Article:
New prenatal screening tests are now available for all women. Early on in your pregnancy, you can decide whether or not you would like to have prenatal screening.
These tests are optional – it is your choice whether or not to have them. Please refer to the listed resources and discuss your considerations with your midwife. This information will also be sent to your email prior to your first meeting with us.
Folic acid, or folate, is one of the B vitamins important for healthy growth of your unborn baby. It is essential to the normal development of your baby’s spine, brain and skull, especially during the first four weeks of your pregnancy. It is, therefore, important to start taking vitamin supplements with folic acid before you get pregnant to reduce the risk of a neural tube defect.
Calcium is one of the minerals that you need to be healthy. Calcium is very important to ensure strong, healthy bones and teeth. It also helps muscles and nerves to work properly. Vitamin D helps you to absorb and use calcium. Both calcium and vitamin D may have other health benefits, but more research is needed.
Iron is an essential nutrient at every stage of life. It is a critical component of proteins such as enzymes and hemoglobin. Almost two-thirds of iron in the body is in the hemoglobin present in circulating red blood cells. Hemoglobin moves oxygen to the tissues for metabolism. During pregnancy, women need more iron to support the increased maternal red blood cell mass. This supplies the growing fetus and placenta, and supports normal brain development in the fetus. In the third trimester of pregnancy, the fetus builds iron stores for the first six months of life. Here are some resources on where to get more iron in your diet.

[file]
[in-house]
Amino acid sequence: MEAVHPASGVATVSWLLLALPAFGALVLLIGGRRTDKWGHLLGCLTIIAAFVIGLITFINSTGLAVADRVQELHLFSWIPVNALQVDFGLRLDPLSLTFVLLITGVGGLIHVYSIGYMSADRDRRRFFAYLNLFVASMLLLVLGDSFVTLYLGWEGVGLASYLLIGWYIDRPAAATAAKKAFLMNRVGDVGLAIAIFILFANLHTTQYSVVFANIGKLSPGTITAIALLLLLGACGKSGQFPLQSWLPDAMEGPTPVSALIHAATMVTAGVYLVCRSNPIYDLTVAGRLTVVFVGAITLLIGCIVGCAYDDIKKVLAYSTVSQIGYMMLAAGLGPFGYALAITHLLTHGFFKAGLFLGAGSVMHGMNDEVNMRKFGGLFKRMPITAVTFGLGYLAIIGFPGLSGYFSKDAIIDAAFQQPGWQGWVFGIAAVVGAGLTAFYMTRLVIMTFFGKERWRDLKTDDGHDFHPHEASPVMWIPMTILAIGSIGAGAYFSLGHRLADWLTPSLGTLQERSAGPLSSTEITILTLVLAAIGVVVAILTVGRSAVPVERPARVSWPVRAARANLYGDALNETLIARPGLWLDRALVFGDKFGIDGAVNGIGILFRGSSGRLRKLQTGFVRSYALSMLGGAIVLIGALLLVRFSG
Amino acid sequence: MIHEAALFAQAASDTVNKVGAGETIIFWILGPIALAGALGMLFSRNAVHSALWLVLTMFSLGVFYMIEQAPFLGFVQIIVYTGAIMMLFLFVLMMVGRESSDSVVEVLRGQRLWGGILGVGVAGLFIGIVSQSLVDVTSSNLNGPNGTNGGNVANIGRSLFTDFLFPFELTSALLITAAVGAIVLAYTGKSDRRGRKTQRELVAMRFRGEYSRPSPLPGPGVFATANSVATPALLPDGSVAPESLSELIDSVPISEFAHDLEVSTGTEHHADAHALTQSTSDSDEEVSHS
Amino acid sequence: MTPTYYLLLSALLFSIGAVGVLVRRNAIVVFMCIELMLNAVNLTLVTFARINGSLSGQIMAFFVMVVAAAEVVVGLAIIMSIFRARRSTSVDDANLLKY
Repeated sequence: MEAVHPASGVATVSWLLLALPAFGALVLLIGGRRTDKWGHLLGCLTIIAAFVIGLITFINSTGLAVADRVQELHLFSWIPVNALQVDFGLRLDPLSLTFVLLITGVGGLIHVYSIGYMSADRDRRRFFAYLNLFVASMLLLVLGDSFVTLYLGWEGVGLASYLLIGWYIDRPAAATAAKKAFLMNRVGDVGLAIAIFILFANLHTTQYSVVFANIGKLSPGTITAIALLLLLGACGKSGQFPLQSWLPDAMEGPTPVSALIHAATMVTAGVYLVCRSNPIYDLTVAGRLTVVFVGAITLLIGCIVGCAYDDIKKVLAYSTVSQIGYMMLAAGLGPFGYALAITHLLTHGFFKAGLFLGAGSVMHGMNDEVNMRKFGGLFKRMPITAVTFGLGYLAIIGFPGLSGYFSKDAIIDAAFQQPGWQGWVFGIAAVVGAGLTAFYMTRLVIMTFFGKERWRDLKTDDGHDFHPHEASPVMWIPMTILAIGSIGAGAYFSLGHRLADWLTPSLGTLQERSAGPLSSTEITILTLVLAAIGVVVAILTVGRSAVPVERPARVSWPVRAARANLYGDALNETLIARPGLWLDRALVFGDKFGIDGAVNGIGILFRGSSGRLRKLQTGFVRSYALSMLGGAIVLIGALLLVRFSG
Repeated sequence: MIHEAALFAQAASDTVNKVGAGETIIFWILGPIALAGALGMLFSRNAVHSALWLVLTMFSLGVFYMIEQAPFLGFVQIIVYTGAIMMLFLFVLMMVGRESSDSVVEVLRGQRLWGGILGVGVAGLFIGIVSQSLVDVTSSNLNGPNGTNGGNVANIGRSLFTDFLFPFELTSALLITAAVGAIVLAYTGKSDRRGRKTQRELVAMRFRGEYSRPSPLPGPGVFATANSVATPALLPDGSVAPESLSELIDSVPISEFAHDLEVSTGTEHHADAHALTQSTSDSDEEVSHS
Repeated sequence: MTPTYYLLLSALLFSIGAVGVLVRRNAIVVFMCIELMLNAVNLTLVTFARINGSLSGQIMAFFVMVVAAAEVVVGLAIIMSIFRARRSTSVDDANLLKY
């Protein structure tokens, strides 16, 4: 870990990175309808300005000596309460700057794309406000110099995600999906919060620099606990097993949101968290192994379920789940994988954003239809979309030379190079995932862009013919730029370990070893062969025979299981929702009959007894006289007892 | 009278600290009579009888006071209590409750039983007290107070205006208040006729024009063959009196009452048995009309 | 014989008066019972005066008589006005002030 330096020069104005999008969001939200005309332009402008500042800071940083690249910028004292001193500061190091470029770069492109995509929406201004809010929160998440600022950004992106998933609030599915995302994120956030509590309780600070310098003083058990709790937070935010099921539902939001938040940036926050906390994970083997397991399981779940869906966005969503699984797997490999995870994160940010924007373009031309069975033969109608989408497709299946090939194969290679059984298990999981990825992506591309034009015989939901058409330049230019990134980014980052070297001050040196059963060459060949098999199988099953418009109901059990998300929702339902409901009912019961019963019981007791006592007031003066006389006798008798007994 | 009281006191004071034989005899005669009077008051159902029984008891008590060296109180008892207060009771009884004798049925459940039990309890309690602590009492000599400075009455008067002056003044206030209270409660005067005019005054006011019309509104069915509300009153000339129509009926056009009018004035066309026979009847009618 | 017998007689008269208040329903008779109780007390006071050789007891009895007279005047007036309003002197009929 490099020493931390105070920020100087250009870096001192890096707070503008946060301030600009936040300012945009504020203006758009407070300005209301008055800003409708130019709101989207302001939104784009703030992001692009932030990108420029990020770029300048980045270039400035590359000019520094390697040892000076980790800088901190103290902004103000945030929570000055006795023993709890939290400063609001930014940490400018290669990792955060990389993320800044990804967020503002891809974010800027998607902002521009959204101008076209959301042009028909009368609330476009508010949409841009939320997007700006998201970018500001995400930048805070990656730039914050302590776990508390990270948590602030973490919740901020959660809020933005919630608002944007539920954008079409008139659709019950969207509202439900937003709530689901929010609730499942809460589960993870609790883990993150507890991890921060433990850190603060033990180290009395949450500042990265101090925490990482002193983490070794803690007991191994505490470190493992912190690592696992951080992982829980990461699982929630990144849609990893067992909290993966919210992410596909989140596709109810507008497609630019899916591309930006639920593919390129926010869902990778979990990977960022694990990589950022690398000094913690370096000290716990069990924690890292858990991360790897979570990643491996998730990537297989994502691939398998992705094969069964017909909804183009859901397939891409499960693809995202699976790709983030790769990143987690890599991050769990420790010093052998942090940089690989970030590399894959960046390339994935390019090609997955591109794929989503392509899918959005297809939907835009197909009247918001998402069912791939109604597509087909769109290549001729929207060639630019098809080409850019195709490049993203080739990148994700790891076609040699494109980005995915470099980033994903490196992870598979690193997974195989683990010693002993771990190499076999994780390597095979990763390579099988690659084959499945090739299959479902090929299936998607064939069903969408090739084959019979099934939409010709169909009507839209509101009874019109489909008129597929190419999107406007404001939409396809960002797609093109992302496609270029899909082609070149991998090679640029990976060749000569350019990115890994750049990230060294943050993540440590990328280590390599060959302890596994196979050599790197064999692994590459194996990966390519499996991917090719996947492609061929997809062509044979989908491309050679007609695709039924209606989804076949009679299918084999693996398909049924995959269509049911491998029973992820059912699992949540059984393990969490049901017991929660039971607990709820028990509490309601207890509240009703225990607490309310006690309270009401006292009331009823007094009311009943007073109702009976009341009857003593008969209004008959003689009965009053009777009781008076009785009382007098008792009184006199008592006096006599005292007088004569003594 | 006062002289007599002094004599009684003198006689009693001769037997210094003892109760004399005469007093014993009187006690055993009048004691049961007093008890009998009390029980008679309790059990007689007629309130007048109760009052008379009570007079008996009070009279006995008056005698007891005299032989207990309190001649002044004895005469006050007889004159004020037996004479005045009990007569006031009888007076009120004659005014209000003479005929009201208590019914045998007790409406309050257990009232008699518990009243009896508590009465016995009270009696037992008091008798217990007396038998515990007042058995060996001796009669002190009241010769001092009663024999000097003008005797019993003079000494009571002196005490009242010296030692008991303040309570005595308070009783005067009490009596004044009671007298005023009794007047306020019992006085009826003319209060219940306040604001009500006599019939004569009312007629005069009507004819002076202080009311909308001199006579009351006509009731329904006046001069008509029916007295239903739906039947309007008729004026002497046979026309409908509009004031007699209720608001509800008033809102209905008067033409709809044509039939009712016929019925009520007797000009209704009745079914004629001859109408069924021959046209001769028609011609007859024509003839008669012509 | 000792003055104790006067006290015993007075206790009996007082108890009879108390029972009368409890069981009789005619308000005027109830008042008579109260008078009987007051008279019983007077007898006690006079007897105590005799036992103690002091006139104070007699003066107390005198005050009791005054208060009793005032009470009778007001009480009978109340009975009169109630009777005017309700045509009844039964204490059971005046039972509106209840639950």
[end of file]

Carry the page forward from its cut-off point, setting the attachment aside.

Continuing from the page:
Pregnant and breastfeeding women need more calories. Include an extra 2 to 3 Food Guide Servings each day.
Physical activity is safe during pregnancy. Being physically active most days is part of a healthy lifestyle. Below are some links to support exercise during pregnancy.
Pregnancy can bring with it important concerns about prescription and over the counter drugs. Not every medication poses a risk to your unborn baby. However, some do. Discuss the relative risks and benefits of any prescribed drug therapy with your midwives/doctor.
Motherisk’s published research can help you and your midwives/doctor make informed decisions about possible drug therapy. Since 1985, Motherisk has reviewed data from around the world, conducting controlled, prospective studies to determine the potential risks of therapeutic drugs during pregnancy. It is now clear that there are many drugs that are safe for use in pregnancy. Click on any of the following links to find Motherisk’s published studies on the safety or risk of specific drugs during pregnancy, and be sure to consult your doctor or other medical professional.
The Society of Obstetricians and Gynecologists of Canada (SOGC) has developed the following national clinical guidelines in ob/gyn and related fields in order to help direct care.